Like the tomato, to which it is related botanically, the eggplant (Solanum melongena) is a fruit, not a vegetable, though we consider it and cook it as the latter.

Unlike the tomato, however, a food that typically adds flavors to other cooked foods, the eggplant is marvelous in how it takes on flavors. It is one of cooking’s great canvases. It is mild in flavor and has been constructed by nature to be little more than a sponge. It is set up to do its job from the get-go.

Around the world, the eggplant is roasted, grilled, baked, braised, pan-fried, deep-fried, smoked and stewed. Turks brag that they have 40 ways to cook eggplant; it is ubiquitous in the cooking of both the Near and Middle East. There is no ratatouille without eggplant, no Sicilian caponata, no baba ghanoush.

Greeks make moussaka of it; the Italians are famous for their melanzane parmigiana, which we Americans of whatever background have taken to with alacrity.

You can readily see how it gets its name from the eggplant commonly available in our grocery stores: it’s a big, purple-black “egg,” capped with a green beanie. (If you ever encounter a white eggplant, you’ll clearly see its ovoid character.) Smaller versions of the same are called Italian eggplants; they resemble purple-black truncheons.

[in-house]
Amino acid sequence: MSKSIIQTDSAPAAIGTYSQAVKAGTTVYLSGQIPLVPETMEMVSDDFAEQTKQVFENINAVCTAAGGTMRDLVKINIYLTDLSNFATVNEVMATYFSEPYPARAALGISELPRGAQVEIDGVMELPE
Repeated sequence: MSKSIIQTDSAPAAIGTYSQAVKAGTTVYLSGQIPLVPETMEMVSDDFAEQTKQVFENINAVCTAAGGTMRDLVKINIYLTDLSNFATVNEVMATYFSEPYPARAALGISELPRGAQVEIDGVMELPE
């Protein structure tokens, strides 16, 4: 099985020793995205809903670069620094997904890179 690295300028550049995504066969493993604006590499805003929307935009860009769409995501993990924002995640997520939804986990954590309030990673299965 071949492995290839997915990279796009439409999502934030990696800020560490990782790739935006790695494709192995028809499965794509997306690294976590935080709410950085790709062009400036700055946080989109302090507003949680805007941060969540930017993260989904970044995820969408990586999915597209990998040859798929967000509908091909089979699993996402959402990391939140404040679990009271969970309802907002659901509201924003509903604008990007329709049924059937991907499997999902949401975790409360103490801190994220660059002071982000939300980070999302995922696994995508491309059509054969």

Chinese and Japanese eggplants are much more elongated than these two but similarly colored, with Chinese eggplants sometimes approaching lavender in hue. Thai eggplants are smallish and green-striped; Indian, small again, striped and reddish-purple. Philippine eggplants are medium-long and greenish-purple. There are other eggplants, with other colors and other shapes, from other places.

All cook up much the same, although each has its special place; the Thai eggplant, for example, being one of the only that’s easily eaten raw.

Their common issue in the kitchen is how their innate nature soaks up its cooking medium, most often oil, making for a fatty-tasting, often greasy finish to the food.